Dr Nicola Romano

My research interest looks at how the brain controls the production of hormones from the pituitary gland.

Dr Nicola Romano

Lecturer (Edinburgh-Zhejiang)

Hugh Robson Building

15 George Square

Edinburgh EH8 9XD

Contact details

 Work: +44 (0) 131 651 1711

 Email: nicola.romano@ed.ac.uk


Personal profile

  • 2016 – present: Edinburgh-Zhejiang lecturer, University of Edinburgh

  • 2014 - 2016: Postdoctoral Fellow, University of Edinburgh
  • 2008 - 2014: Postdoctoral Fellow, CNRS, Montpellier, France
  • 2005 - 2008: PhD Student, Physiology, University of Otago, New Zealand
  • 2000 - 2005: MSc Student, Pharmaceutical Biotechnology, University of Milan, Italy

Research Theme


From reproduction to growth, from stress to maternal care, the most basic processes in our body are governed by hormones. The pituitary gland is central for the production of hormones, and the precise pulsatile pattern of hormones it secretes strongly influences their final effect. The research of my laboratory looks at how the brain controls the production of hormones from the pituitary gland. How do cells decode and interpret signals from their environment to generate meaningful outputs?

A central interest of my research is studying the importance of functional heterogeneity in biological systems. Biological systems are inherently heterogeneous and no two cells are equal, even if they “do the same thing”.  This is crucial in hormonal systems, where cells behaving heterogeneously need to cooperate to generate coordinate outputs. 

We use neuroendocrine and other systems to study this question, and a combination of calcium and 3D imaging, electrophysiology, molecular biology, and bioinformatics; we are trying to understand the communication mechanisms that generate coordinate behaviors from single heterogeneous cells. One fascinating and unresolved question in this regard is how the 3D arrangement of cells in the pituitary (and other tissues) allows for the interpretation of external signals.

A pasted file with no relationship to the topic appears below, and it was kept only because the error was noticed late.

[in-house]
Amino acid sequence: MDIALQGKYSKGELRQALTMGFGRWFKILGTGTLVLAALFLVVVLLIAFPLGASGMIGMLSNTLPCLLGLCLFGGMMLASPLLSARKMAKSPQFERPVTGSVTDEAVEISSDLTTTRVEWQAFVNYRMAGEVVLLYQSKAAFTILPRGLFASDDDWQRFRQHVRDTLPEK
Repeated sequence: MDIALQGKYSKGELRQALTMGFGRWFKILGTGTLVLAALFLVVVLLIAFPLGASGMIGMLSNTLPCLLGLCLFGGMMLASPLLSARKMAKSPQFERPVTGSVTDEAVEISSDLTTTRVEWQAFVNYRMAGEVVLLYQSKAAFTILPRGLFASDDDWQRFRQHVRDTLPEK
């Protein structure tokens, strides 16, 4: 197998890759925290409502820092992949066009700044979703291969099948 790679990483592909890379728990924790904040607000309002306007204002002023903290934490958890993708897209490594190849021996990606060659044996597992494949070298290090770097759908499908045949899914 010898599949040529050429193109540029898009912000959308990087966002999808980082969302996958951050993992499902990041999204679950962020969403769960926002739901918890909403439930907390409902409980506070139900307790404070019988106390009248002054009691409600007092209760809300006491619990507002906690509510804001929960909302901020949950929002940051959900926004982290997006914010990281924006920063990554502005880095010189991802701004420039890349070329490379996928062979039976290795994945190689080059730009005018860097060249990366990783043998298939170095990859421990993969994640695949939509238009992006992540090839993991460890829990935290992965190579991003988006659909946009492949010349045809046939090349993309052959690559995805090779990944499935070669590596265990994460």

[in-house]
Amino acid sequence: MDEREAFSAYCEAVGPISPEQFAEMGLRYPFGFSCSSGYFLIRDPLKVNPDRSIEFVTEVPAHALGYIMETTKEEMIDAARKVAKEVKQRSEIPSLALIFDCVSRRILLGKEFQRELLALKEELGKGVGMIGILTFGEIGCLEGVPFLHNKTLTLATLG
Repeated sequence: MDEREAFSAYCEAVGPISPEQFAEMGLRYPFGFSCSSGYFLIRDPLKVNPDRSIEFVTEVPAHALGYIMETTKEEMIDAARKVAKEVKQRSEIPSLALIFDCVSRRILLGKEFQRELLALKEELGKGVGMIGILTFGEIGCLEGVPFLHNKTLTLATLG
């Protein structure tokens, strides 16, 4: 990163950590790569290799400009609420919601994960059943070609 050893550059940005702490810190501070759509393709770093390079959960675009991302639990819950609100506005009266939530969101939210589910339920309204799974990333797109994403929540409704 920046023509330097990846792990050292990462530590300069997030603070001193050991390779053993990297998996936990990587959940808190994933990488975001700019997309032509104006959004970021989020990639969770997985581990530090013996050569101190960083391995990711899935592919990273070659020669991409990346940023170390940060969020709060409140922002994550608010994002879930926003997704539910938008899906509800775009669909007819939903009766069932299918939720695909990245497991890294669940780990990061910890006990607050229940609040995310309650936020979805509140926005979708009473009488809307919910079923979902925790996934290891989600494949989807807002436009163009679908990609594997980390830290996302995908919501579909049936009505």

I am also deeply involved in teaching data science at the undergraduate and postgraduate levels, ranging from "traditional" statistics to recent methods in data analysis, image analysis, and machine learning.


Selected publications

Romanò et al. - Dissection of the corticotroph transcriptome in a mouse model of glucocorticoid-induced suppression of the HPA axis, BiorXiv 2020

Fidanza et al. - Single cell analyses and machine learning define hematopoietic progenitor and HSC-like cells derived from human PSCs., Blood 2020

Romanò and Shipston - Anterior Pituitary and Pars Intermedia Space: Corticotrophs (ACTH) and Melanotrophs (α-MSH). In: Hormonal Signaling in Biology and Medicine. Litwack G, editor. 2019

Yip et al. - Elevated Prolactin during Pregnancy Drives a Phenotypic Switch in Mouse Hypothalamic Dopaminergic Neurons., Cell Rep. 2019

Amorim et al - Loss of eIF4E Phosphorylation Engenders Depression-like Behaviors via Selective mRNA Translation., J Neurosci. 2018

Romanò et al. - Heterogeneity of calcium responses to secretagogues in corticotrophs from male rats -Endocrinology 2017

Romanò et al. - Multiple-scale neuroendocrine signals connect brain and pituitary hormone rhythms - Proc Natl Acad Sci USA 2017

Chauvet et al. - Complementary actions of dopamine D2 receptor agonist and anti-VEGF therapy on tumoral vessel normalization in a transgenic mouse model. - Int J Cancer 2017

Le Tissier et al. - An updated view of hypothalamic-vascular-pituitary unit function and plasticity - Nat Rev Endocrinol 2016

Chauvet et al. - Combining cadherin expression with molecular markers discriminates invasiveness in growth hormone and prolactin pituitary adenomas. – J Neuroendocrinol 2016

Guillou et al. - Assessment of lactotroph axis functionality in mice: longitudinal monitoring of PRL secretion by ultrasensitive-ELISA. - Endocrinology 2015

Osterstock et al.- Sustained Alterations of the tanycytes of the median eminence after traumatic brain injury - Endocrinology 2014

Romanò et al. - Plasticity of hypothalamic dopamine neurons during lactation results in dissociation of electrical activity and release. - J Neurosci 2013

Hodson et al. - Existence of long-lasting experience-dependent plasticity in endocrine cell networks. - Nat Commun 2012

Romanò et al. - Nonclassical estrogen modulation of presynaptic GABA terminals modulates calcium dynamics in gonadotropin-releasing hormone neurons. - Endocrinology 2008

Information for students:

Willingness to discuss research projects with undergraduate and postgraduate students: YES - please click here